Johan Rooryck is Executive Director of cOAlition S and a professor of linguistics at Leiden University. He is the editor-in-chief of the Fair Open Access journal Glossa: a journal of general linguistics since 2016. From 1999 to 2015, he was the executive editor of Lingua (Elsevier), when its Editorial Team and Board, as well as its reader and author community, decided to leave Lingua to found Glossa. He also is a founding member and president of the Fair Open Access Alliance (FOAA) and Linguistics in Open Access (LingOA). He is a Member of the Academia Europaea.
Rebecca Lawrence is Managing Director of F1000 Research Ltd. She was responsible for the launch of F1000Research in 2013 and has subsequently led the initiative behind the launches of many funder- and institution-based publishing platforms that aim to provide a new trajectory in the way scientific findings and data are communicated.
She was a member of the European Commission’s Open Science Policy Platform, chairing their work on next-generation indicators and their integrated advice: OSPP-REC, and Editor of their final report. She is also a member of the US National Academies (NASEM) Committee on Advanced and Automated Workflows. She has been co-Chair of many working groups on data and peer review, including for Research Data Alliance (RDA) and ORCID, and is an Advisory Board member for DORA (San Francisco Declaration on Research Assessment). She has worked in STM publishing for over 20 years, is an Associate of the Royal College of Music, and holds a PhD in Pharmacology.
Karel Luyben is Rector Magnificus Emeritus of the Delft University of Technology. He was Rector Magnificus of the Delft University of Technology from 2010 until 2018. In 1983 he was appointed full professor in Biochemical Engineering at the Delft University of Technology, and from there has gained experience in research, starting a SME, research leadership, leading European organisations like the European Federation of Biotechnology and CESAER.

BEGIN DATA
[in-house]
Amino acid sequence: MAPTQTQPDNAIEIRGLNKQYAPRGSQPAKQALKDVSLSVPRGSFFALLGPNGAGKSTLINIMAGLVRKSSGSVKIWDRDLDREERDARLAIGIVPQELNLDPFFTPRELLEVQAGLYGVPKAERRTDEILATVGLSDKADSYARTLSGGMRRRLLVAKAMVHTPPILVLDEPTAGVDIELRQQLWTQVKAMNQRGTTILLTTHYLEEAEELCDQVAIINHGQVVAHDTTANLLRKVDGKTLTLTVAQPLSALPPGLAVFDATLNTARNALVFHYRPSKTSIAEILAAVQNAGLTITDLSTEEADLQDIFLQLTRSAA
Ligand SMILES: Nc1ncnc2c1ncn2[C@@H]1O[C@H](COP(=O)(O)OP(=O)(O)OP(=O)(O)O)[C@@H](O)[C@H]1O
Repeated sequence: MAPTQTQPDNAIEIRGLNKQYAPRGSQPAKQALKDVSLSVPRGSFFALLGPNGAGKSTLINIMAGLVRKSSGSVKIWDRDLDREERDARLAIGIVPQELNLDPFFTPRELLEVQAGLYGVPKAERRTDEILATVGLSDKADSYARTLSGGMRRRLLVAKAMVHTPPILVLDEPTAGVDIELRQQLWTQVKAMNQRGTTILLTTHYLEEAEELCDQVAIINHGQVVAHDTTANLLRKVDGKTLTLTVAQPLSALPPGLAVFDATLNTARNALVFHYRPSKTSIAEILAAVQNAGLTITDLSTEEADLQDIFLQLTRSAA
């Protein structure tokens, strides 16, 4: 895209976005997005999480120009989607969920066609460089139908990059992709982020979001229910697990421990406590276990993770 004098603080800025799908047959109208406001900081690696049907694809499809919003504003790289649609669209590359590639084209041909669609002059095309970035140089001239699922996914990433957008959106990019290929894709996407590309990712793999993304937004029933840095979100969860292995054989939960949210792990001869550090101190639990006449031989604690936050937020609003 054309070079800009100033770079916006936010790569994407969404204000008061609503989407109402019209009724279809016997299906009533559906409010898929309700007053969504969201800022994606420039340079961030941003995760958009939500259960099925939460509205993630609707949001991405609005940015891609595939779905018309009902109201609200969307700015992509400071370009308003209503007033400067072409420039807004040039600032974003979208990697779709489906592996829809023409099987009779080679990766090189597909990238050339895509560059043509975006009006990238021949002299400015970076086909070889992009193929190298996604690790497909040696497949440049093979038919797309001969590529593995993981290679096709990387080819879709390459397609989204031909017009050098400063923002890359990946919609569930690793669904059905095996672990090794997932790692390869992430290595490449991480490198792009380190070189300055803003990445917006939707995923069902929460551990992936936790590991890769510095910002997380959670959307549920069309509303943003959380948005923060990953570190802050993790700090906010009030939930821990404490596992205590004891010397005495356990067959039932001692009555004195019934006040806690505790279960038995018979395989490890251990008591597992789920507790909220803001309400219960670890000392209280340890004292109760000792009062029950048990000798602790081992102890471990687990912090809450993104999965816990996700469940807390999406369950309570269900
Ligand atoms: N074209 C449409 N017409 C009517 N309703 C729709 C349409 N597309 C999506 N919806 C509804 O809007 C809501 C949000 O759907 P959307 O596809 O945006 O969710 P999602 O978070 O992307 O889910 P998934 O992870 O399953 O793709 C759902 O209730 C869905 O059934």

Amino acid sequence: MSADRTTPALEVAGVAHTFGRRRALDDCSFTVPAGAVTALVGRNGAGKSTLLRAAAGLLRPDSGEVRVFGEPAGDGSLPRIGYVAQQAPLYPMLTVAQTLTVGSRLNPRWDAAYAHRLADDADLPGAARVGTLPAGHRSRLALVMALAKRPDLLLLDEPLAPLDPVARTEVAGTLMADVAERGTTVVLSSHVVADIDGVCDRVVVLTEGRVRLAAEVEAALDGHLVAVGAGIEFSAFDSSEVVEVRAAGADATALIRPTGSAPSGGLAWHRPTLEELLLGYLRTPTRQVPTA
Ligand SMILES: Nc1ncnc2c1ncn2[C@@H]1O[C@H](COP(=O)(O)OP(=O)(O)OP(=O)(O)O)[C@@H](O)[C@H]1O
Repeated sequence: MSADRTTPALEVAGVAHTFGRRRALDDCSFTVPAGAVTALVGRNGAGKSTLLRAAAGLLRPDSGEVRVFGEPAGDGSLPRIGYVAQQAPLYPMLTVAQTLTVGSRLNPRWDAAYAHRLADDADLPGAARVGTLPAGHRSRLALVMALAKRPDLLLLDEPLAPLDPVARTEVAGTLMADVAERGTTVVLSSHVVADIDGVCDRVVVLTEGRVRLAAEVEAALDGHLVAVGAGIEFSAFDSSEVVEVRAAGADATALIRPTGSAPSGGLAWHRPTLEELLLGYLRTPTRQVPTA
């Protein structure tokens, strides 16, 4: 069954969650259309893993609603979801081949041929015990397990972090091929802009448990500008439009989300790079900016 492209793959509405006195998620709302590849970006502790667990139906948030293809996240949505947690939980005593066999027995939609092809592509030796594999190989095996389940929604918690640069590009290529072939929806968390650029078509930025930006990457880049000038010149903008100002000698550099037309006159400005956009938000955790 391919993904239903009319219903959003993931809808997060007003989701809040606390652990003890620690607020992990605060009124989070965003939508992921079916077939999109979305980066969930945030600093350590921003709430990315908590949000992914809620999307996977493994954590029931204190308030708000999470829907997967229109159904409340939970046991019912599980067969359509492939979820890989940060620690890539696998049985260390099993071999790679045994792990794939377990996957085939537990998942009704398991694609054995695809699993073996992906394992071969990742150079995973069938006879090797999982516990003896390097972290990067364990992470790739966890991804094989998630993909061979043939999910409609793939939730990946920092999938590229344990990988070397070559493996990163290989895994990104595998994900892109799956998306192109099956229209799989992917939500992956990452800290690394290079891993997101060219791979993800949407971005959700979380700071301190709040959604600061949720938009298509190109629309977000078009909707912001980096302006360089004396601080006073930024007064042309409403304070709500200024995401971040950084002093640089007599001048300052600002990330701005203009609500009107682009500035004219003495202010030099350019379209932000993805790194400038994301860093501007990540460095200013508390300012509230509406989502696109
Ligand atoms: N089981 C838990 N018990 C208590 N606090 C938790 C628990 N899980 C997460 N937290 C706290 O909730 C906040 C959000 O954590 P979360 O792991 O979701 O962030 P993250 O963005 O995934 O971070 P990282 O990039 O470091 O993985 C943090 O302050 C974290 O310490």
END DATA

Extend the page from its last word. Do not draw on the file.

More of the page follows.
He presently works on Open Science, as National Coordinator for Open Science in the Netherlands; Chairman of the Task Force Open Science of CESAER and after being chairman of the Executive Board of the European Open Science Cloud (EOSC) (2019-2020), he is now the President of the EOSC Association.
Martin Svoboda is Director of the National Library of Technology (NTK) in Prague. He graduated at Czech Technical University in computer engineering in 1965 and carried out research and development in text processing and information retrieval systems. He is a lifelong promoter of co-operation of libraries and information centres using ICT. Back in mid 1970s he co-authored an SDI system processing around 3000 profiles on dozens of. abstract services (CAS, CIN, INSPEC, INIS, Compendex, PA, FSTA, Excerpta Medica, Derwent, etc.). When in the National Library, he co-founded the Czech and Slovak Library Information Network – an international project supported by the A. W. Mellon Foundation and was on the Board of the Open Society Library Network Programme in post-Soviet countries.
A director of NTK since 1997, he initiated the Virtual Polytechnic Library a inter-library resource sharing system and also negotiated “Big Deals” with key publishers for the entire Czech scholarly and R&D community, which resulted in the nation-wide CzechELib (National Centre for Electronic Resources) project and currently the "National Centre for Information Support of Research, Development, and Innovation" project. He is also a member of the LIBER Architecture Group, ELAG Programme Committee, Journal of Documentation Editorial Board and a representative of the Czech Republic in the SCOAP3 project.